National Herald case Delhi HC rejects Associated Journals plea against Centres order

first_imgNational Herald case: HC dismisses pleas of Sonia, Rahul challenging reopening of tax assessment Published on judiciary (system of justice) ED attaches land allotted to Associated Journals under PMLA SHARE SHARE EMAIL AJL will have to vacate the premises within two weeks Associated Journals Ltd (AJL), publisher of Congress’ mouth piece National Herald, was on Friday directed by the Delhi High Court to vacate its premises in the national capital within two weeks.The High Court dismissed AJL’s plea challenging the Centre’s order to vacate its premises.The Centre and Land and Development Office (L&DO) have said in their order that no press has been functioning in the premises for at least past 10 years and it was being used only for commercial purposes in violation of the lease deed.AJL had denied the allegations in the petition filed in the High Court. However, Justice Sunil Gaur rejected the contentions of the AJL challenging the Centre’s October 30 order ending its 56-year-old lease.The High Court said AJL will have to vacate the premises at ITO here within two weeks after which proceedings under the Public Premises (Eviction of Unauthorized Occupants) Act, 1971 would be initiated. The court had reserved its decision on AJL’s plea on November 22.The Centre said that all the procedures have been followed to the hilt before issuing the notice.AJL had opposed the Centre’s stand, saying that publication of web editions began in 2016 and the issue of absence of printing press in the premises was not raised then. It had said the government kept silent till April 2018 when it again sent a notice for inspection and in which it had said that it was coming to check breaches mentioned in notice of October 10, 2016. AJL had also argued that several major papers carry out printing elsewhere.The court had earlier asked the government to maintain status quo with regard to enforcement of the October 30 order.During the arguments, the Centre had contended that transfer of 98 per cent stake in AJL to Young Indian (YI) when the latter bought the former’s Rs 90 crore debt for a consideration of Rs 50 lakh, led to a “virtual” sale of the Herald building.In its petition, the AJL has alleged that the proceedings were being initiated for the purposes of “scuttling the voices of dissent” and the voice of the largest opposition party in the country, a reference to the Congress.Without naming the BJP, the AJL alleged that the order was issued under pressure and directives from the ruling party at the Centre is vitiated by mala fide, bias and had “oblique political motives”.The L&DO had ended the lease — entered into with AJL on August 2, 1962 and made perpetual on January 10, 1967 — asking the company to hand over the possession by November 15. The L&DO’s order had also said that failure to hand over possession would lead to initiation of proceedings under the Public Premises Act.In its plea, AJL has also said that the digital versions of English newspaper National Herald, Hindi’s Navjivan and Urdu’s Qaumi Awaz have commenced since 2016-17. The weekly newspaper National Herald on Sunday resumed on September 24 last year and the place of publication was the ITO premises, AJL had said, adding that the Hindi weekly newspaper Sunday Navjivan was also being published since October this year from the same premises.center_img COMMENT December 21, 2018 SHARE RELATED COMMENTSlast_img read more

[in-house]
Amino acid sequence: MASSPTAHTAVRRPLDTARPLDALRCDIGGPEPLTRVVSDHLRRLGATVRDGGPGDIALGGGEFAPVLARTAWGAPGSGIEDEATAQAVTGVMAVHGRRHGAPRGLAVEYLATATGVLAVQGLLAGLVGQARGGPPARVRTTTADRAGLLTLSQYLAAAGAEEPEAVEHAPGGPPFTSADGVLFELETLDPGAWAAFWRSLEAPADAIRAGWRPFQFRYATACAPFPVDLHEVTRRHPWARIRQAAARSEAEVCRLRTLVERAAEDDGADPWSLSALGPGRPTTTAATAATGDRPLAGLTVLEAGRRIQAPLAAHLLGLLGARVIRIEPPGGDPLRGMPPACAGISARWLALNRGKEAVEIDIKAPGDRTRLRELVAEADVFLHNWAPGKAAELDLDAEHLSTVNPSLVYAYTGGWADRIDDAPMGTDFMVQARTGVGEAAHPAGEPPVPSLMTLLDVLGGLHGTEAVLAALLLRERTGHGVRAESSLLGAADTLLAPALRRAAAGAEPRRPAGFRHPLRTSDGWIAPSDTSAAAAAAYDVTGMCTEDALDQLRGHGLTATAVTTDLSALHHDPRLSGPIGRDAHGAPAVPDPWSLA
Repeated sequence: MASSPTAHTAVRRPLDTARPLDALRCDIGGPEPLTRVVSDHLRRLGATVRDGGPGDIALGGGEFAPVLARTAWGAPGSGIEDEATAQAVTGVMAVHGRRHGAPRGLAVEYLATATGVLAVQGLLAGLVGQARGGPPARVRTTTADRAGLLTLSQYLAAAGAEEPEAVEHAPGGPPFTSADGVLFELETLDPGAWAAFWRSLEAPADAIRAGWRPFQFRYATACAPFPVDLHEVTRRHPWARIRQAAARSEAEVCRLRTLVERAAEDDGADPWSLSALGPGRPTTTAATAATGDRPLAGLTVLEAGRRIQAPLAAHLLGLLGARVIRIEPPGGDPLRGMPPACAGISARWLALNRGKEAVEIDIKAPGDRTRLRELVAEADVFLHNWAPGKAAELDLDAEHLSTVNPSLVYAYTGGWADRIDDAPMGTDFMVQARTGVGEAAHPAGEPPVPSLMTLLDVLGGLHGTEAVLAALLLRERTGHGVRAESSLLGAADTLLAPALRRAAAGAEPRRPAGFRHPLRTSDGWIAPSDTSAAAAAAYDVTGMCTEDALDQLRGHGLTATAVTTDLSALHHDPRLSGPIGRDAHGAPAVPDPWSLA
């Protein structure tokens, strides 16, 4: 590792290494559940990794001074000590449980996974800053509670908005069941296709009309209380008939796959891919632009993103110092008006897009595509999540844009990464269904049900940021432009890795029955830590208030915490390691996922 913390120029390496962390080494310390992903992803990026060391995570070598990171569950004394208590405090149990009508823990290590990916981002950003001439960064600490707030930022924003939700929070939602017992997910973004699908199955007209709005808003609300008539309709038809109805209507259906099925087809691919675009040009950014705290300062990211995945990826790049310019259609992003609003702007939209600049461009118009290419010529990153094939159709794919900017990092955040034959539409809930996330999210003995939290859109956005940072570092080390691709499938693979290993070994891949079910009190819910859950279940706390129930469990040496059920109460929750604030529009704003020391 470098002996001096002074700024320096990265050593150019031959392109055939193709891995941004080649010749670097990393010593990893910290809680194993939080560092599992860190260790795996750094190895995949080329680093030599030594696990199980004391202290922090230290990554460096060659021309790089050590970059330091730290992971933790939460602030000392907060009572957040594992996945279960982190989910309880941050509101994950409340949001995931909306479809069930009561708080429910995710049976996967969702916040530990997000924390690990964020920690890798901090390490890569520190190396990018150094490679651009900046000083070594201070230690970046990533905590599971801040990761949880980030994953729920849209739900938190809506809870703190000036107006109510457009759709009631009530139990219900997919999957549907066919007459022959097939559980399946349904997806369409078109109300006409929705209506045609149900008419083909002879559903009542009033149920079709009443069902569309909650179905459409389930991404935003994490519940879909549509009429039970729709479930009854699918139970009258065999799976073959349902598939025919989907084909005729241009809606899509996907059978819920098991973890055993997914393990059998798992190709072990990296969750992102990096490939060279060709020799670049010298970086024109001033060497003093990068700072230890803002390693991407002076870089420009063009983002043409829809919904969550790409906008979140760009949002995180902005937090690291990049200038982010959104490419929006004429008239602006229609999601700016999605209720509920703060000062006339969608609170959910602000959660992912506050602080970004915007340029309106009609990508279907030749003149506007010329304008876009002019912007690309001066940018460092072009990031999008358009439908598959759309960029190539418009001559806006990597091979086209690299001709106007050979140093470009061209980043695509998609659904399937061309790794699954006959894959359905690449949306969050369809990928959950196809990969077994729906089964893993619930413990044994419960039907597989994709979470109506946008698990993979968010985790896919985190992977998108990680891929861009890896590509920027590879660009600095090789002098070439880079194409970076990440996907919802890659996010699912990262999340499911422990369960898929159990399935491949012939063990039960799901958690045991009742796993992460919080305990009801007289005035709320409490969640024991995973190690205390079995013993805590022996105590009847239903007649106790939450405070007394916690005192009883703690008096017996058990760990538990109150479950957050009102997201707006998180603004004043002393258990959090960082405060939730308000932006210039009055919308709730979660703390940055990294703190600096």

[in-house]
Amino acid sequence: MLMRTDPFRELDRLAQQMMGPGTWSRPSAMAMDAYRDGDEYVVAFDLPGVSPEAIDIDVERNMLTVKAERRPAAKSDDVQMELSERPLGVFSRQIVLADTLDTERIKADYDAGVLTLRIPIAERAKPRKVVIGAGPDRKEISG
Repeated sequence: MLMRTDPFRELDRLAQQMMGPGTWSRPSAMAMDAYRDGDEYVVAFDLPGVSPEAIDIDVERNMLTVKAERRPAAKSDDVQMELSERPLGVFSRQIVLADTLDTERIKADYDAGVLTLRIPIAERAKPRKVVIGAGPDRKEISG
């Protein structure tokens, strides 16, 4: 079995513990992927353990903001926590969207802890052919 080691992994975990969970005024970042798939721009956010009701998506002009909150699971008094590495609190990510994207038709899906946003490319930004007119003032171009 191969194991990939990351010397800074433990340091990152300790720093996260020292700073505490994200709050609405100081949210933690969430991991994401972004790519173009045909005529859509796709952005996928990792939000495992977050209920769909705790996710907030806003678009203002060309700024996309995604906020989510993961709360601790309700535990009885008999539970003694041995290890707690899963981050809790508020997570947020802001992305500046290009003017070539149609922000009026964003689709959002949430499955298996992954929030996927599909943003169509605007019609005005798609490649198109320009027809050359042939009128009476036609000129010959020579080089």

Modi govt consciously disenfranchised JK people by not holding Assembly poll Omar

first_img SHARE SHARE EMAIL national politics Published on national elections  The former chief minister was referring to Modi’s appeal to several personalities to help increase the voter turnout in the general election.“The right to choose an elected government, as opposed to being governed by a hand picked nominee of the central government, is the hallmark of the sort of democracy you are tweeting about,” the NC leader said, appealing to the Prime Minister to give the people of the state an opportunity to exercise their democratic right by way of holding the Assembly polls. National Conference (NC) vice-president Omar Abdullah said on Wednesday the Modi government had “consciously disenfranchised” the people in Jammu and Kashmir by not holding the Assembly election on time. Dear @narendramodi Sahib, it is good to see you appealing to famous people to increase voter turnout however at the same time your government has consciously disenfranchised people in J&K by not holding Assembly elections on time.— Omar Abdullah (@OmarAbdullah) March 13, 2019 Assembly polls in four states with Lok Sabha elections but not in J&K: Election Commisson RELATED center_img March 13, 2019 SHARE Omar Abdullah, Vice-President, National Conference. File photo politics COMMENT COMMENTSlast_img read more

Naxal wanted in killings of BJP MLA 4 cops gunned down in